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Moje > Svoje?? ETC >>
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jonesnewton
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Joined: 30 Nov 2004
Posts: 27

PostPosted: 21-Feb-10 21:08  Reply with quote

Any simple explanation how this works,,, changing Moje etc TO Svoje etc?

Is it simple for myself?? Or is it belonging to me?
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kotja
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PostPosted: 22-Feb-10 6:42  Reply with quote

You use svůj if it belongs to subject of the sentence.

Example: He drives his car. Řídí svoje auto.
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Alexx
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Location: Karviná & Praha, Czech Republic

PostPosted: 22-Feb-10 14:04  Reply with quote

Exactly.

Řídím své/svoje auto. = Řídím mé/moje auto.

Both means "I am driving my car."

but

Řídíš moje auto. =/= Řídíš svoje auto.

(You are driving my car vs. You are driving your (own) car)
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wer
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PostPosted: 22-Feb-10 16:15  Reply with quote

kotja wrote:
You use svůj if it belongs to subject of the sentence.

More precisely, the reflexives refer to the semantic agent. It could be used even in subjectless phrases, e.g. in infinitive phrases or in other phrases of verbal origin:

  to speak to oneself = mluvit (sám) k sobě
  mothers breastfeeding their babies = matky kojící své děti


The distinction of reflexive and non-relexive forms exist in English as well, but only for personal pronouns:

  he saw him (~ Peter saw John) = viděl ho
  he saw himself (~ Peter saw Peter) = viděl (sám) sebe


In Czech, unlike in English, the same distinction is obligatory even for possessives:

  he saw his car (~ Peter saw John’s car) = viděl jeho auto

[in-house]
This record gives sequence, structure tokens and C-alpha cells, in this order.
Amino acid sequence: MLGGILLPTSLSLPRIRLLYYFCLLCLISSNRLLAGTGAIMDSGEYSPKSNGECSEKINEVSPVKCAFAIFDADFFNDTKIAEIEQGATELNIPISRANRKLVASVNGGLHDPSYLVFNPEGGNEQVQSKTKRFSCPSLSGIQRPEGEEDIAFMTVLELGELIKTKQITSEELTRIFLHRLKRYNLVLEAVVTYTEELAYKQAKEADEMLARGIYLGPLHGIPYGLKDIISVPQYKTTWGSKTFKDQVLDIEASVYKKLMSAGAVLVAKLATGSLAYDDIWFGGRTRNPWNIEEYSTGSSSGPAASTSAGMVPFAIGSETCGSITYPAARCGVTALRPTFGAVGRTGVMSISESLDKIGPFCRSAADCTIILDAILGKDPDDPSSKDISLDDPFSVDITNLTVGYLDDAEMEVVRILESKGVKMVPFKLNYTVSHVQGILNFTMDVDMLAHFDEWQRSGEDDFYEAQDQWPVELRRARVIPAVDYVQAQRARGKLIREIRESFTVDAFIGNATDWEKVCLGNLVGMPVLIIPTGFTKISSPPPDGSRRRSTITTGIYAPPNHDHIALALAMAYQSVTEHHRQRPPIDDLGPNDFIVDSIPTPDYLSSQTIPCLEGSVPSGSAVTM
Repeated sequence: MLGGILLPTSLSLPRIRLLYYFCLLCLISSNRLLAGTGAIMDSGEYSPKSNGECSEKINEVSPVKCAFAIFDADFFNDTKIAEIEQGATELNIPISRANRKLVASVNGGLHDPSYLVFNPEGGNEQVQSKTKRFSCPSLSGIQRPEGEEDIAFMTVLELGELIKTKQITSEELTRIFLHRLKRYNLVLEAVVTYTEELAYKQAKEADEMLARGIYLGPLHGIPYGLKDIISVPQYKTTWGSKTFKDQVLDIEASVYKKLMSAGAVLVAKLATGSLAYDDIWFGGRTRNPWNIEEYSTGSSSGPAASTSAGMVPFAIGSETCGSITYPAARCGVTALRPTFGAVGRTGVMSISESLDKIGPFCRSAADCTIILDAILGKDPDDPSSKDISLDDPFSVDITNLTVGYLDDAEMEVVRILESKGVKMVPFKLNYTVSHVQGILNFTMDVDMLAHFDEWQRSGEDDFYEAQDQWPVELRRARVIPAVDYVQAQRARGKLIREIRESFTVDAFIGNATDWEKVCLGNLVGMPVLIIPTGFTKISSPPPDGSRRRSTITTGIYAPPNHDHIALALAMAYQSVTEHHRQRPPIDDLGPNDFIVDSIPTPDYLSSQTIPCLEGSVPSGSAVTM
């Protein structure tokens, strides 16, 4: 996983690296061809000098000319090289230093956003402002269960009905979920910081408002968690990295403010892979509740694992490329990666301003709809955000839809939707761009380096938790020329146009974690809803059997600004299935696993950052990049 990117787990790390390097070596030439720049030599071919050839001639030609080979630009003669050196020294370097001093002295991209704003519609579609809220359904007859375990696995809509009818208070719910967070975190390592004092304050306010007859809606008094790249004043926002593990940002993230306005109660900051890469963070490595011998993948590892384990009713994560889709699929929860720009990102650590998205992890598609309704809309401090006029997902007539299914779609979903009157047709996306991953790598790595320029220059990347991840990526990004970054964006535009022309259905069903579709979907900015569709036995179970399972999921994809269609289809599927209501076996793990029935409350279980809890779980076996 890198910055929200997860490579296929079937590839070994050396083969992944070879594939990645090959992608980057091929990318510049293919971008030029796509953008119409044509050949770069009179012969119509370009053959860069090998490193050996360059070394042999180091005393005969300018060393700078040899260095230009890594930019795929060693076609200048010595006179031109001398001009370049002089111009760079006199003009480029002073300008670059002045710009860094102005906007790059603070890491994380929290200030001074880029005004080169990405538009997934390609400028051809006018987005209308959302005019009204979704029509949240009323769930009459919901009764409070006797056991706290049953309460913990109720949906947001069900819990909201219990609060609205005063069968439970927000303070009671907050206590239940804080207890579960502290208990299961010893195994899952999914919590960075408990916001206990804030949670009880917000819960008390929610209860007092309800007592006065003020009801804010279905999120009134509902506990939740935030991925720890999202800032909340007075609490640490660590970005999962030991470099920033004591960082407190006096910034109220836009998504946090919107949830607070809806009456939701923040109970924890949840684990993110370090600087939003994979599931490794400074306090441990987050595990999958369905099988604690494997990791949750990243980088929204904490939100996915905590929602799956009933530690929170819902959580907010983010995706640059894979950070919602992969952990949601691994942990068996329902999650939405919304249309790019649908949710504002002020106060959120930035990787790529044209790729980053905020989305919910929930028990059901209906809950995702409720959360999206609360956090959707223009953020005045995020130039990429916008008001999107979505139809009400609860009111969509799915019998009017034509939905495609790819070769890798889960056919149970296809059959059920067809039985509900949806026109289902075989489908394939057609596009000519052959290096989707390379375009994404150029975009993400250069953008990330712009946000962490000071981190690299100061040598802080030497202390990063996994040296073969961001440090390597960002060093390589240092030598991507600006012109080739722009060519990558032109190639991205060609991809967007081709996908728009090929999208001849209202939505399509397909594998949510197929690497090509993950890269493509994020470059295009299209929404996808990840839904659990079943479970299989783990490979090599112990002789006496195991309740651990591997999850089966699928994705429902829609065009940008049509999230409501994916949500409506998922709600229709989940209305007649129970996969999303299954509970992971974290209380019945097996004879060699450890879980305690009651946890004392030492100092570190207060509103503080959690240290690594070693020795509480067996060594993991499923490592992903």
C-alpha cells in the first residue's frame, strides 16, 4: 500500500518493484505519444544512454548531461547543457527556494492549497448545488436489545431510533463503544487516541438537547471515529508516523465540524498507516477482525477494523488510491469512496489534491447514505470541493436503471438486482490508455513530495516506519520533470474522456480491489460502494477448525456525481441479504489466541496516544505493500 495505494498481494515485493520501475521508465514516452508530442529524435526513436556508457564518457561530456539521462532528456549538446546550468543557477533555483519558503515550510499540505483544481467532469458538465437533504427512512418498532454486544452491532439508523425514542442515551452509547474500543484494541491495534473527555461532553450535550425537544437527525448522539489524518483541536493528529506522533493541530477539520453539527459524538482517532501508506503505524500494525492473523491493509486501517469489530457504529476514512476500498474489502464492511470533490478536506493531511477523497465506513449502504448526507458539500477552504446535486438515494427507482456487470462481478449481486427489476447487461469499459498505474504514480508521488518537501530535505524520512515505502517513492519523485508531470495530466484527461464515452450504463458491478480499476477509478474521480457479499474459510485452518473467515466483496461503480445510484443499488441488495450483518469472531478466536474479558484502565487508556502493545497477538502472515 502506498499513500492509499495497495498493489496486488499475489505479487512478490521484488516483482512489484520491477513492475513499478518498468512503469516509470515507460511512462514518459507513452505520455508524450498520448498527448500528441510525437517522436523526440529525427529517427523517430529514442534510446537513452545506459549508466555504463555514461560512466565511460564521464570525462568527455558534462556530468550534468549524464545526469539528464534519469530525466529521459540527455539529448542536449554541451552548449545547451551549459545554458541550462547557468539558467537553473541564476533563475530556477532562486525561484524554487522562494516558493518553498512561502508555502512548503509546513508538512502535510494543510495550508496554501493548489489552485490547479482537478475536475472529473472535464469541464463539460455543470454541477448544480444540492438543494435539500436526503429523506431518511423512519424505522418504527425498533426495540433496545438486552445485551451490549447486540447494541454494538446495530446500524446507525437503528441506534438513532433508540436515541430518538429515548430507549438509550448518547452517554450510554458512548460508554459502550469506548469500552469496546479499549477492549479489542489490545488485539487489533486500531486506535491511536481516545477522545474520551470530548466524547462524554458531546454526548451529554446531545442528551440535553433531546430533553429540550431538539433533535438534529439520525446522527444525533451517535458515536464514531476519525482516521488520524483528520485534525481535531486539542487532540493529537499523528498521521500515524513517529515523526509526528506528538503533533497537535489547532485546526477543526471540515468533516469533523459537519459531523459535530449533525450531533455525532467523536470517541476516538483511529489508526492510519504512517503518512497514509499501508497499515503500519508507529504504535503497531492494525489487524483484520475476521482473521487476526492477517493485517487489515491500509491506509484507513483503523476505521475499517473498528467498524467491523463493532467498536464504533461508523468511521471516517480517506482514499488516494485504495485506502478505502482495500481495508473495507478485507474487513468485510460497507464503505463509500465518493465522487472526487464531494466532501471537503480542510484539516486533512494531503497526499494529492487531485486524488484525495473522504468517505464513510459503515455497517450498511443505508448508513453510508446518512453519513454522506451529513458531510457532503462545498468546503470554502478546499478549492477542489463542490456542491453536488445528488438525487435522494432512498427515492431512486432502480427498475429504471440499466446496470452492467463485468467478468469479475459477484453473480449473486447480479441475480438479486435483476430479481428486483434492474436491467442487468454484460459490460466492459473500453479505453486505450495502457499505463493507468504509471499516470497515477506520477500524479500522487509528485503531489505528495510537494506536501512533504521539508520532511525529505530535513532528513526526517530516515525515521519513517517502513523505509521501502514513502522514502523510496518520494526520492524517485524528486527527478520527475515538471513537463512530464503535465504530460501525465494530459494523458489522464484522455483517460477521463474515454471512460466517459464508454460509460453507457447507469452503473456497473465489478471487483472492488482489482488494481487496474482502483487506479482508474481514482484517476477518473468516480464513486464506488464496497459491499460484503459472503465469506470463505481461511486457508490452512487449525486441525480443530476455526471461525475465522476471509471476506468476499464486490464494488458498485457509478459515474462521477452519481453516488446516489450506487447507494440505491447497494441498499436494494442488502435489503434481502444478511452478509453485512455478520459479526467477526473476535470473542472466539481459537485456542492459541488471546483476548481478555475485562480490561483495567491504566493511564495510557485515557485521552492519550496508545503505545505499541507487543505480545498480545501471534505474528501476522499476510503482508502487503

he saw his (own) car (~ Peter saw Peter’s car) = viděl své auto


The Czech reflexives are universal for all agents:

  to see oneself = vidět se(be)
  I see myself = (já) vidím sebe
  you see yourself = (ty) vidíš sebe
  he sees himself = (on) vidí sebe
  she sees herself = ona vidí sebe
  …


In Standard Czech, reflexive form has priority whenever it is possible to use it, so in the Alexx’s example:

  Řídím své/svoje auto. = Řídím mé/moje auto.

only the first one is standard despite the latter one is common in colloquial Czech.

The reflexives could also express a mutual relation corresponding to English “each other(’s)” ore “one’s respective”.
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TomKQT
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Joined: 24 Oct 2009
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PostPosted: 22-Feb-10 16:55  Reply with quote

I always wonder where do you take all the theory from, wer. Shocked
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Alexx
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Joined: 12 May 2007
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Location: Karviná & Praha, Czech Republic

PostPosted: 22-Feb-10 19:58  Reply with quote

wer wrote:
In Standard Czech, reflexive form has priority whenever it is possible to use it, so in the Alexx’s example:

  Řídím své/svoje auto. = Řídím mé/moje auto.

only the first one is standard despite the latter one is common in colloquial Czech.


My post originaly was longer explaining on examples like

Řídíš tvoje auto
Řídí jeho auto

that those forms are often used by czechs, despite it is not right, however then I saw he wants simple answer so I deleted it Smile


EDIT: My 1000th post, I should open bottle of wine Smile